1911 Encyclopædia Britannica/Tournon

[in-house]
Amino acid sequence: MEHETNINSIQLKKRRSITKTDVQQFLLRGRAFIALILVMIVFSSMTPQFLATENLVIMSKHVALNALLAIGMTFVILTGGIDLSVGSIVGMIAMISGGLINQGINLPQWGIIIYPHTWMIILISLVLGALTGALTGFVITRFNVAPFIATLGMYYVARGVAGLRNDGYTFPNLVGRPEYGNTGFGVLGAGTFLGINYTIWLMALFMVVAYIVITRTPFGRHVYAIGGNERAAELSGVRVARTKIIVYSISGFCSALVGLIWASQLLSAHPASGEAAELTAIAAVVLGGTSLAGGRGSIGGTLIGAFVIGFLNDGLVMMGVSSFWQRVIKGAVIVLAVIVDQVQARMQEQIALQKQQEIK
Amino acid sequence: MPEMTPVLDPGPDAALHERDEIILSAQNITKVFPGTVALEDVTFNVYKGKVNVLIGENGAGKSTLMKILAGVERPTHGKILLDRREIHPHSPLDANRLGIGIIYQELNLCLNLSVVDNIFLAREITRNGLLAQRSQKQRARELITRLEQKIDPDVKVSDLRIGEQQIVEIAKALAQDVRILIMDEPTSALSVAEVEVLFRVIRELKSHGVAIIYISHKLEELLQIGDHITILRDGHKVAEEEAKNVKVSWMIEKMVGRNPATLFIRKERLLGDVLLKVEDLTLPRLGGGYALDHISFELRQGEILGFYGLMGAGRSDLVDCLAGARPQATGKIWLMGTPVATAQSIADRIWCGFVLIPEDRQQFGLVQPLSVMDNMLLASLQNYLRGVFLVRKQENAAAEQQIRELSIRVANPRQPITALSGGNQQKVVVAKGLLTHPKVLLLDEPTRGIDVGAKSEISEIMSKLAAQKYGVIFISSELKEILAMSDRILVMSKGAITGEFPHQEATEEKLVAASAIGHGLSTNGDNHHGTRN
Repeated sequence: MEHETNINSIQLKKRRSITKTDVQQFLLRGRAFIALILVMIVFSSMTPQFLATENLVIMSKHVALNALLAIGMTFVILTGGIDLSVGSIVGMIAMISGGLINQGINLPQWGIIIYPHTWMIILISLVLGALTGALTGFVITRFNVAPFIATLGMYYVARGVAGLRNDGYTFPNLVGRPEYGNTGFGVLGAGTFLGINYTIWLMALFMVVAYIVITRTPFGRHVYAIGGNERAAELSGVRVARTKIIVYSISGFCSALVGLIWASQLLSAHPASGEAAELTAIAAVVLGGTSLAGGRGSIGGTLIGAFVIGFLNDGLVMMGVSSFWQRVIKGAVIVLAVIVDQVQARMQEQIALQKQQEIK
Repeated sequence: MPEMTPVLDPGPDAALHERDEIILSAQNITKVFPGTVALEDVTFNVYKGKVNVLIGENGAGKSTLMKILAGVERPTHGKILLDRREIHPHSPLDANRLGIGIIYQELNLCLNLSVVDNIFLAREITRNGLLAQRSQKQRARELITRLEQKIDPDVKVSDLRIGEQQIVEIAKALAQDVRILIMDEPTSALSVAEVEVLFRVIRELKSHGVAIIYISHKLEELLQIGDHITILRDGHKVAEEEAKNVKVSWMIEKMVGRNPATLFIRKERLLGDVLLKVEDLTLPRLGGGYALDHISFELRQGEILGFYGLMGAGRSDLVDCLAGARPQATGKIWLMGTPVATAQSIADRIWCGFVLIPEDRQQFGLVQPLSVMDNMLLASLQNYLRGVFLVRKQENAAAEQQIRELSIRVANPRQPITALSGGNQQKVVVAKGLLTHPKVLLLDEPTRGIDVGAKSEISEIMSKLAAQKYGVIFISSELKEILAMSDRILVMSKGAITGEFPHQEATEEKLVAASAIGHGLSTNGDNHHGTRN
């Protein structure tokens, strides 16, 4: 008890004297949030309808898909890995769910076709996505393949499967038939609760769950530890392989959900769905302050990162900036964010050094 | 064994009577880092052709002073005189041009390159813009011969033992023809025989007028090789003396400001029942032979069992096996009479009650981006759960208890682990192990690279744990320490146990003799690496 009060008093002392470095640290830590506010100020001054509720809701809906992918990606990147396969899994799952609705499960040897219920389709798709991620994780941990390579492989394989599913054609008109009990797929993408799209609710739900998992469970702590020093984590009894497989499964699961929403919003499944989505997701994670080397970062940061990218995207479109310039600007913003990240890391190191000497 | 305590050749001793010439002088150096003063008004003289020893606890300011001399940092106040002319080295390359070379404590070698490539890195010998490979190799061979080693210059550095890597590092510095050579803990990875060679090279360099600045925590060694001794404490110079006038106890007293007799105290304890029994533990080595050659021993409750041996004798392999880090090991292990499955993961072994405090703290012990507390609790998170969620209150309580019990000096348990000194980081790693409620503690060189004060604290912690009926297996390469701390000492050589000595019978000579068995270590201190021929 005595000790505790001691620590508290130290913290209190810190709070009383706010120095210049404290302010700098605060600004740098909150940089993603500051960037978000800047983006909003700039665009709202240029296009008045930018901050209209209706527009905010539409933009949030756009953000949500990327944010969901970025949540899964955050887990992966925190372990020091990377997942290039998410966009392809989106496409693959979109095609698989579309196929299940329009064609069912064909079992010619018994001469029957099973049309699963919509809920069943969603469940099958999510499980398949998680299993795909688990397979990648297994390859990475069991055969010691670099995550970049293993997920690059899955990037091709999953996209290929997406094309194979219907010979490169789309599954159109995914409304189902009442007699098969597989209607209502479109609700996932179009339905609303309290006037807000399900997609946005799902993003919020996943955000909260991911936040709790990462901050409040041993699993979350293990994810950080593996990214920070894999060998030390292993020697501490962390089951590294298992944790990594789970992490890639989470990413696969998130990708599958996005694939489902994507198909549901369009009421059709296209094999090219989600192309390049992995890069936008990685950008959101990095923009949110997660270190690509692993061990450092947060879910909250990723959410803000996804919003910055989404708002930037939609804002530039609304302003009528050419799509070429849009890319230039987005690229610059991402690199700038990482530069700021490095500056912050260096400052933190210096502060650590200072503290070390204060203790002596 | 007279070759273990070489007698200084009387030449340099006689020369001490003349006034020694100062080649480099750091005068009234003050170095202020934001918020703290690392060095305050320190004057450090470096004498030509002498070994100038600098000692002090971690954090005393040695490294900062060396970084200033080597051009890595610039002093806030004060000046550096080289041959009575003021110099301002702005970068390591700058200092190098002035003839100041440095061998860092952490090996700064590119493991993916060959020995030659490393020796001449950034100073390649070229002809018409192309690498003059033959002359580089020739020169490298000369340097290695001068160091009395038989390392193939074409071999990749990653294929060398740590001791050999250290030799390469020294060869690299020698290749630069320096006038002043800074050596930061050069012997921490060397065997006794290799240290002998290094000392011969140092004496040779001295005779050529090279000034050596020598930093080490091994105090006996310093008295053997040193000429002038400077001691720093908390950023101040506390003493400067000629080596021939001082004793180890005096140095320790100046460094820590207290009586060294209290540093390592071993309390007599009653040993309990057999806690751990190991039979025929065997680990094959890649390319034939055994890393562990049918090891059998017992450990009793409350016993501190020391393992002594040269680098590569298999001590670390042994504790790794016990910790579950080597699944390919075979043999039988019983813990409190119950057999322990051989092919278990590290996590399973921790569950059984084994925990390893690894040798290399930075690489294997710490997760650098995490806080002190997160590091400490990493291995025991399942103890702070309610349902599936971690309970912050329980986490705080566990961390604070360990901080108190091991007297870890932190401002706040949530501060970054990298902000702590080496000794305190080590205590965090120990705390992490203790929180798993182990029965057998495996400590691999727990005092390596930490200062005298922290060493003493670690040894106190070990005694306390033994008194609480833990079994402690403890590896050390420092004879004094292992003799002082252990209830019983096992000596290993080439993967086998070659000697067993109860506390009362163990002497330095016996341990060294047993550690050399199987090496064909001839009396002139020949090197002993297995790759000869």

TOURNON, a town of south-western France, capital of an arrondissement in the department of Ardèche, on the right bank of the Rhone, 58 m. S. of Lyons by rail. Pop. (1906), town, 3642; commune, 5003. Tournon preserves a gateway of the 15th century and other remains of fortifications and an old castle used as town hall, court-house and prison and containing a Gothic chapel. The church of St Julian dates chiefly from the 14th century. The lycée occupies an old college founded in the 16th century by Cardinal Francois de Tournon. Of the two suspension bridges which unite the town with Tain on the left bank of the river, one was built in 1825 and is the oldest in France. A statue to General Rampon (d. 1843) stands in the Place Carnot. Wood-sawing, silk-spinning, and the manufacture of chemical manures, silk goods and hosiery are carried on in the town, which has trade in the wine of the Rhone hills. Tournon had its own counts as early as the reign of Louis I. In the middle of the 17th century the title passed from them to the dukes of Ventadour.